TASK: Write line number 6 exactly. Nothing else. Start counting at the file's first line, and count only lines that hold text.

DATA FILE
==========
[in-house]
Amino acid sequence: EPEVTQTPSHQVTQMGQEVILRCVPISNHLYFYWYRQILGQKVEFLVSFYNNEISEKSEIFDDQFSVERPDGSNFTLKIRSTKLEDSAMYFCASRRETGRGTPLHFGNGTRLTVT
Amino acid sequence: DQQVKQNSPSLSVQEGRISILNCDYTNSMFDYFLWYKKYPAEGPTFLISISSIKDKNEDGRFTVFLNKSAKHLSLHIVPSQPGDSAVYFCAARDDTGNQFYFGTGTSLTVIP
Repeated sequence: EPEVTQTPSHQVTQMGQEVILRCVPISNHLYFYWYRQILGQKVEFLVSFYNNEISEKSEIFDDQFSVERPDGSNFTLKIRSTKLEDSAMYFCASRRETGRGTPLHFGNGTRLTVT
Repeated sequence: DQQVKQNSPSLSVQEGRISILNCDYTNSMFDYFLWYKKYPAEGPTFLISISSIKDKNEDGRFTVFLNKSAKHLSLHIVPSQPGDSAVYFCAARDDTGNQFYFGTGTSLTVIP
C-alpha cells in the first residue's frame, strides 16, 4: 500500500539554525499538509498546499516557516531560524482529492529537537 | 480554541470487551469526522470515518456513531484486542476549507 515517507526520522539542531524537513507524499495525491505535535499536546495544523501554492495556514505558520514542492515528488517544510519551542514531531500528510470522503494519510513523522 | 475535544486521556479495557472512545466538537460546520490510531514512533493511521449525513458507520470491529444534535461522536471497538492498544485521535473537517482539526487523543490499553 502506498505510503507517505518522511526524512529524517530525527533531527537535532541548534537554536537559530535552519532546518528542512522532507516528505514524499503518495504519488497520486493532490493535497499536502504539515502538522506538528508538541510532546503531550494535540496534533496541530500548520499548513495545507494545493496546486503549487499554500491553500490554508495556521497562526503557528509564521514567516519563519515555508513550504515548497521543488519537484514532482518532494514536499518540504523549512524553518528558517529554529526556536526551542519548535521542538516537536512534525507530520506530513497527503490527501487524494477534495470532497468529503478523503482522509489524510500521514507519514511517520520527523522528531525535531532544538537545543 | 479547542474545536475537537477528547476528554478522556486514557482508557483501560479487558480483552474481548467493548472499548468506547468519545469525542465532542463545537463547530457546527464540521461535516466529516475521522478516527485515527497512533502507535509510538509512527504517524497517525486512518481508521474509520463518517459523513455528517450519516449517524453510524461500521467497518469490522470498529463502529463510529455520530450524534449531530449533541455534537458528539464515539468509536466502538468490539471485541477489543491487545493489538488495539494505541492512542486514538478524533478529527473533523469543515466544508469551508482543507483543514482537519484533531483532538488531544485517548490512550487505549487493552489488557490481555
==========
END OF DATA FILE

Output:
C-alpha cells in the first residue's frame, strides 16, 4: 500500500539554525499538509498546499516557516531560524482529492529537537 | 480554541470487551469526522470515518456513531484486542476549507 515517507526520522539542531524537513507524499495525491505535535499536546495544523501554492495556514505558520514542492515528488517544510519551542514531531500528510470522503494519510513523522 | 475535544486521556479495557472512545466538537460546520490510531514512533493511521449525513458507520470491529444534535461522536471497538492498544485521535473537517482539526487523543490499553 502506498505510503507517505518522511526524512529524517530525527533531527537535532541548534537554536537559530535552519532546518528542512522532507516528505514524499503518495504519488497520486493532490493535497499536502504539515502538522506538528508538541510532546503531550494535540496534533496541530500548520499548513495545507494545493496546486503549487499554500491553500490554508495556521497562526503557528509564521514567516519563519515555508513550504515548497521543488519537484514532482518532494514536499518540504523549512524553518528558517529554529526556536526551542519548535521542538516537536512534525507530520506530513497527503490527501487524494477534495470532497468529503478523503482522509489524510500521514507519514511517520520527523522528531525535531532544538537545543 | 479547542474545536475537537477528547476528554478522556486514557482508557483501560479487558480483552474481548467493548472499548468506547468519545469525542465532542463545537463547530457546527464540521461535516466529516475521522478516527485515527497512533502507535509510538509512527504517524497517525486512518481508521474509520463518517459523513455528517450519516449517524453510524461500521467497518469490522470498529463502529463510529455520530450524534449531530449533541455534537458528539464515539468509536466502538468490539471485541477489543491487545493489538488495539494505541492512542486514538478524533478529527473533523469543515466544508469551508482543507483543514482537519484533531483532538488531544485517548490512550487505549487493552489488557490481555